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Old 07-19-2021, 06:30 PM
Sculldog1 Sculldog1 is offline
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A valve grinding tool for #4 exhaust?

7 of 8 valves and seats lapped and ready to go back in! However, the #4 exhaust valve was badly pitted and I ordered new one. Question is is there a tool or grinding stone I might be able to use to create an acceptable surface on the seat as it is pretty rough? I will be lapping the new valve into the seat but thought that if I could use another tool to do some of the initial work it might go faster and give a better result.
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Old 07-19-2021, 06:54 PM
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Surcouf Surcouf is online now
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I would say the old valve: might be pitted and not re-usable, but should be a good "lapping tool"
A nostalgic PO - Previously "Almost There" - Catalina 27 (1979)
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Old 07-19-2021, 07:28 PM
Sculldog1 Sculldog1 is offline
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I did try that but the top was quite badly pitted and the suction cup thing wouldn't stick to it making it ineffective. I was beat from lapping the first 7 valves and called it quits at that point. I may try to tack weld a bolt to the valve so I can chuck it into cordless drill and have at it that way. I did see 45* grinding stone but not sure if this would damage seat to the point of ruining it and forcing me to pull the motor. Would need .3145 mandrel I suppose but not sure if it is prudent considering I am trying to avoid engine take out and haul out. Any thoughts from machinist types appreciated. Thanks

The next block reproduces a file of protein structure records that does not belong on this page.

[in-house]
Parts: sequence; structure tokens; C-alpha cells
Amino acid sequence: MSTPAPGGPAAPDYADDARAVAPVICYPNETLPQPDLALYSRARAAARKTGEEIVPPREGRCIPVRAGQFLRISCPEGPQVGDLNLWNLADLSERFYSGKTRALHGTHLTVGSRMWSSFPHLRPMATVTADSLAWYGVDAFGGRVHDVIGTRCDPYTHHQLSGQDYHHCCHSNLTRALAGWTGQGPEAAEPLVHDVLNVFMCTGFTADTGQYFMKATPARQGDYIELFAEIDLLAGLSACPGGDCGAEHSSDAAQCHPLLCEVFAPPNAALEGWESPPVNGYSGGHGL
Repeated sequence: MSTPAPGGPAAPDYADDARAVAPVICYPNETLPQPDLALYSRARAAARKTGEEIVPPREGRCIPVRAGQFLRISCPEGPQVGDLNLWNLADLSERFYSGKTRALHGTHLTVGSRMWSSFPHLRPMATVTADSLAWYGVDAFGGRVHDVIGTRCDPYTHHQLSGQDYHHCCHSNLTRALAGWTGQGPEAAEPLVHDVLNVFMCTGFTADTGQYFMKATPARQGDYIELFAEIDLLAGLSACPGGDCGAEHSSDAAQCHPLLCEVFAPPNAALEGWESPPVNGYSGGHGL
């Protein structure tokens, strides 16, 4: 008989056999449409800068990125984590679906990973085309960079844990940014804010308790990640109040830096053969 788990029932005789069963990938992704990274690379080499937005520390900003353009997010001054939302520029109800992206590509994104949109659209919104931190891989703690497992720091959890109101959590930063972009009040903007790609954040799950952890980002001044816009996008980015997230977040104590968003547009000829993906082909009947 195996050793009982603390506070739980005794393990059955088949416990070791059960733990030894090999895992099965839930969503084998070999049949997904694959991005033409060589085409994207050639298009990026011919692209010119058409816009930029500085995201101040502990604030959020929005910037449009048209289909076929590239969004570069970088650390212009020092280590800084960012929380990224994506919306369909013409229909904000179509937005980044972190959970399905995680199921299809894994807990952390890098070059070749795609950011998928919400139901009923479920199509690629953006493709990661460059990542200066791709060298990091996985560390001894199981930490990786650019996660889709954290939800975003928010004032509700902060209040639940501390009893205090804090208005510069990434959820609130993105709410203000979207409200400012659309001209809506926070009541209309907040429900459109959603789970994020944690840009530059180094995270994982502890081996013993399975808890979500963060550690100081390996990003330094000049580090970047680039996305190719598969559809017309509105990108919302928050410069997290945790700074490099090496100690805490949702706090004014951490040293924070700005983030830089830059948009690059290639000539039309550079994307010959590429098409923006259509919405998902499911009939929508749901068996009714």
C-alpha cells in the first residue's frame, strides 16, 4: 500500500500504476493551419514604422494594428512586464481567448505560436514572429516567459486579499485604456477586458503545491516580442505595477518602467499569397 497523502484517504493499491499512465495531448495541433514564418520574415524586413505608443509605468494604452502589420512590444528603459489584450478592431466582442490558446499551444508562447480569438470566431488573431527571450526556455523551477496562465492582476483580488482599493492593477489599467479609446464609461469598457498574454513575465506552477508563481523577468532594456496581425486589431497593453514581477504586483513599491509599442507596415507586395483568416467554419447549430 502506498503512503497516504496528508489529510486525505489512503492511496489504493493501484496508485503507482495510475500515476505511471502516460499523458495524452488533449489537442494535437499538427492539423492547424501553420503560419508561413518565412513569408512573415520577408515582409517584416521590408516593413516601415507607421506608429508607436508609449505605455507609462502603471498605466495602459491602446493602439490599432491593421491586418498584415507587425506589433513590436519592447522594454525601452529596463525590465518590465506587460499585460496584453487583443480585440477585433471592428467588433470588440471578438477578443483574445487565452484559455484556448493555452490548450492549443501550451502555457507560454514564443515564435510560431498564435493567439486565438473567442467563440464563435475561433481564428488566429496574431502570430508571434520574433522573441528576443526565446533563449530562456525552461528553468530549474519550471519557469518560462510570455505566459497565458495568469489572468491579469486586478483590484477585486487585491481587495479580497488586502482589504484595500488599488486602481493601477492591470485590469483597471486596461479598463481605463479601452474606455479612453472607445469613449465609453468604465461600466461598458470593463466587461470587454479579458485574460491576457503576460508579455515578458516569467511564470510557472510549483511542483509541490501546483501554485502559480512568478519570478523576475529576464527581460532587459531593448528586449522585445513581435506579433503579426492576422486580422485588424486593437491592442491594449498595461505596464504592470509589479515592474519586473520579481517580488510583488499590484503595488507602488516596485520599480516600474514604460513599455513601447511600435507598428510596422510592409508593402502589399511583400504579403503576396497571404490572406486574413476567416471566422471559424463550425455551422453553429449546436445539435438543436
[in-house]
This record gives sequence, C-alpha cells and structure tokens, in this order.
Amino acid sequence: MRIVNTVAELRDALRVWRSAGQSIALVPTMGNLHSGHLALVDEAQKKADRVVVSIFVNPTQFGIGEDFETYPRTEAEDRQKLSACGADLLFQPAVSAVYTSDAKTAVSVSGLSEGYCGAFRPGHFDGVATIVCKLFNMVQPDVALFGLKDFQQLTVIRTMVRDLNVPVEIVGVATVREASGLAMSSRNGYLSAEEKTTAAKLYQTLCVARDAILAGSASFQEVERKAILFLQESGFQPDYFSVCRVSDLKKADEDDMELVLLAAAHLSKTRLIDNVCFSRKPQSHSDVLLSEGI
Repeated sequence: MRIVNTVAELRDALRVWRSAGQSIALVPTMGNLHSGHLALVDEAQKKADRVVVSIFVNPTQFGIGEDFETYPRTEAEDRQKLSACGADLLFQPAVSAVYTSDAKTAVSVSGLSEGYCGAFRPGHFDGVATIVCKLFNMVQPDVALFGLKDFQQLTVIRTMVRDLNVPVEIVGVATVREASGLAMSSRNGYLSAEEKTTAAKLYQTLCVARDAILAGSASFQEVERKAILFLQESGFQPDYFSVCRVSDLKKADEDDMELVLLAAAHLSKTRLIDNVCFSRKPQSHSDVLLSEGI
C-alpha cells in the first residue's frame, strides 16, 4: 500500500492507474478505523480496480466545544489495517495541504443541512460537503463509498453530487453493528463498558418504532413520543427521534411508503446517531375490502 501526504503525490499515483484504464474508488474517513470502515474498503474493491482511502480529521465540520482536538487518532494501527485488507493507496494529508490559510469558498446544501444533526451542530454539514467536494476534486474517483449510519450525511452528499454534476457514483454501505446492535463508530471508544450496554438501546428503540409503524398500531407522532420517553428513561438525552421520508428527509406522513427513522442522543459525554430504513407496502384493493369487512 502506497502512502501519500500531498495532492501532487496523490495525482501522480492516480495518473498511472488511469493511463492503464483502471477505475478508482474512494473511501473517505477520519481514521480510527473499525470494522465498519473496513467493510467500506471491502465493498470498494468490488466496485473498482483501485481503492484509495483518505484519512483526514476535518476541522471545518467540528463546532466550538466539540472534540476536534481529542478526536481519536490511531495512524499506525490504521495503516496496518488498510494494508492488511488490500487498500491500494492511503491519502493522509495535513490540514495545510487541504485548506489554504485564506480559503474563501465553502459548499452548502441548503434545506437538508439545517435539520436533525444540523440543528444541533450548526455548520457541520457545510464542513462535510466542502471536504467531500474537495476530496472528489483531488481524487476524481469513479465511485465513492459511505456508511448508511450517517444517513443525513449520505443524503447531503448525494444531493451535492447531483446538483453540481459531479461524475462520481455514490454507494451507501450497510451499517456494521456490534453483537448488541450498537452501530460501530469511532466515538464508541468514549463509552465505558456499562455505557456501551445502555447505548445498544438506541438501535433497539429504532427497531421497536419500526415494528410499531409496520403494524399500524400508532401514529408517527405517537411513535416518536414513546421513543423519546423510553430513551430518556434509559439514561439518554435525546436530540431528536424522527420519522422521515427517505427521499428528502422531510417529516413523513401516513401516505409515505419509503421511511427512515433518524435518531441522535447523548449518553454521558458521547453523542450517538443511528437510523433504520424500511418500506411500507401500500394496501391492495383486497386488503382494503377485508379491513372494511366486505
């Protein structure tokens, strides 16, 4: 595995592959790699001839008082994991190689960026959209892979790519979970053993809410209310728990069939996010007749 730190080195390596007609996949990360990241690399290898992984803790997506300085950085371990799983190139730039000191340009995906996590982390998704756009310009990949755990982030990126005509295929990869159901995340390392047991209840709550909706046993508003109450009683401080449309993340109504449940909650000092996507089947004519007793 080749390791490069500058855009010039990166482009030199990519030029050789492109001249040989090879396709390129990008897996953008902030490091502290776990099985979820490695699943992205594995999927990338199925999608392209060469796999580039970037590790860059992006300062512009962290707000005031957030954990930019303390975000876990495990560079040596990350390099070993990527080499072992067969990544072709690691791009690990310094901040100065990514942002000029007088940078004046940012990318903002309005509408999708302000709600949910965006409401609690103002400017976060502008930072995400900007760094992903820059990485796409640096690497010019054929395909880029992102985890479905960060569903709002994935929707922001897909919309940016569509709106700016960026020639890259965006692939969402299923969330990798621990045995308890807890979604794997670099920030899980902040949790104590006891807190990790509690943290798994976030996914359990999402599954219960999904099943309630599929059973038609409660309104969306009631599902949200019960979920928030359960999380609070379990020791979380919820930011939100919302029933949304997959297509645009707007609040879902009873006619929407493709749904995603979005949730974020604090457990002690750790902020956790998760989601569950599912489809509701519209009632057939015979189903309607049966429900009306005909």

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Old 07-21-2021, 12:02 AM
Dave Neptune Dave Neptune is online now
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Valve seat "cutters" are available easy to use and usually available for rent. I have used them of many engines.

Dave Neptune
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Old 07-25-2021, 06:47 PM
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Al Schober Al Schober is offline
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Using a valve as a lapping tool is OK, but it's not going to remove much metal. You really need something more aggressive, such as the stone in the photo.

Last engine I did, I had the shop do the valves and seats. Intake seats weren't too bad and ground in. The exhaust seats were shot and the shop installed carbide inserts - no extra charge.

I like Goodson for engine tools!
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